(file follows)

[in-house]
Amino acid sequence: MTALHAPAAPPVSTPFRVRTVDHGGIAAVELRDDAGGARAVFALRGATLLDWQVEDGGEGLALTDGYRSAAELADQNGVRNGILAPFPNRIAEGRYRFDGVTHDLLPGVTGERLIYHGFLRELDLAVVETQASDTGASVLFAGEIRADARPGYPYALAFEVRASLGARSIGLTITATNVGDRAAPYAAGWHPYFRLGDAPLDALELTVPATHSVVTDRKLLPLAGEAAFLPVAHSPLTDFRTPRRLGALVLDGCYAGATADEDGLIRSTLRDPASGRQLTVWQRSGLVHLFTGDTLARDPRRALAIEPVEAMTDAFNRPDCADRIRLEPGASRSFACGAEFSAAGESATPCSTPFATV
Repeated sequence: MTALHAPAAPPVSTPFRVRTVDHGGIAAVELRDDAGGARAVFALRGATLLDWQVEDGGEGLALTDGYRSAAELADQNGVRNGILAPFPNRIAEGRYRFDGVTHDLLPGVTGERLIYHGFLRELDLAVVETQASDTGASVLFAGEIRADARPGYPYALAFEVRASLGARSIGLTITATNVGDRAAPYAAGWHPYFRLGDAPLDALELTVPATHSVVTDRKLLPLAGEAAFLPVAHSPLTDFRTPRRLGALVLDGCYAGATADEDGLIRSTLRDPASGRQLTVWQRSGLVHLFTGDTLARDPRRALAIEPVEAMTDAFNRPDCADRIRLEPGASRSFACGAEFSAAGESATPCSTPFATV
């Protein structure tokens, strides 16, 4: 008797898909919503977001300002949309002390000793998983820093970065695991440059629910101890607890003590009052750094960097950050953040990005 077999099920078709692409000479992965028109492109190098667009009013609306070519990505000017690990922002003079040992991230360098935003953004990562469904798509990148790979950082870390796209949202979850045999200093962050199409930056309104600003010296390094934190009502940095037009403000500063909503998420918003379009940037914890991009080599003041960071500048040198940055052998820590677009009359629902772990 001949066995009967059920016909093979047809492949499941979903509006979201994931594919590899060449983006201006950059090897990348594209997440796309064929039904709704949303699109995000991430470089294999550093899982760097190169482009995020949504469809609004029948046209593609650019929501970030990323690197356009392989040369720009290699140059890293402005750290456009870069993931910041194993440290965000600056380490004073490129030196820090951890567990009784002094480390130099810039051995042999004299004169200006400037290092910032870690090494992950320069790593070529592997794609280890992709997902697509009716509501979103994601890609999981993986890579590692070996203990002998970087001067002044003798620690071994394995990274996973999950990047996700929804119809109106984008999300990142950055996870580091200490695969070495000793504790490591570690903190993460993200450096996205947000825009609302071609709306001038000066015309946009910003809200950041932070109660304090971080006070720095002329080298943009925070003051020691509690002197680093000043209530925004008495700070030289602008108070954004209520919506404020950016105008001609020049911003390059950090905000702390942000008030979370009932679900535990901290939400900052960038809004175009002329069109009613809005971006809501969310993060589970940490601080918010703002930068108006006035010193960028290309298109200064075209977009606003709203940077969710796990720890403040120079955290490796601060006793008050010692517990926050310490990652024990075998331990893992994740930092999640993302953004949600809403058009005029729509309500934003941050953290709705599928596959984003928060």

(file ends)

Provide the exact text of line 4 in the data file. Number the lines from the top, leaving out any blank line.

């Protein structure tokens, strides 16, 4: 008797898909919503977001300002949309002390000793998983820093970065695991440059629910101890607890003590009052750094960097950050953040990005 077999099920078709692409000479992965028109492109190098667009009013609306070519990505000017690990922002003079040992991230360098935003953004990562469904798509990148790979950082870390796209949202979850045999200093962050199409930056309104600003010296390094934190009502940095037009403000500063909503998420918003379009940037914890991009080599003041960071500048040198940055052998820590677009009359629902772990 001949066995009967059920016909093979047809492949499941979903509006979201994931594919590899060449983006201006950059090897990348594209997440796309064929039904709704949303699109995000991430470089294999550093899982760097190169482009995020949504469809609004029948046209593609650019929501970030990323690197356009392989040369720009290699140059890293402005750290456009870069993931910041194993440290965000600056380490004073490129030196820090951890567990009784002094480390130099810039051995042999004299004169200006400037290092910032870690090494992950320069790593070529592997794609280890992709997902697509009716509501979103994601890609999981993986890579590692070996203990002998970087001067002044003798620690071994394995990274996973999950990047996700929804119809109106984008999300990142950055996870580091200490695969070495000793504790490591570690903190993460993200450096996205947000825009609302071609709306001038000066015309946009910003809200950041932070109660304090971080006070720095002329080298943009925070003051020691509690002197680093000043209530925004008495700070030289602008108070954004209520919506404020950016105008001609020049911003390059950090905000702390942000008030979370009932679900535990901290939400900052960038809004175009002329069109009613809005971006809501969310993060589970940490601080918010703002930068108006006035010193960028290309298109200064075209977009606003709203940077969710796990720890403040120079955290490796601060006793008050010692517990926050310490990652024990075998331990893992994740930092999640993302953004949600809403058009005029729509309500934003941050953290709705599928596959984003928060």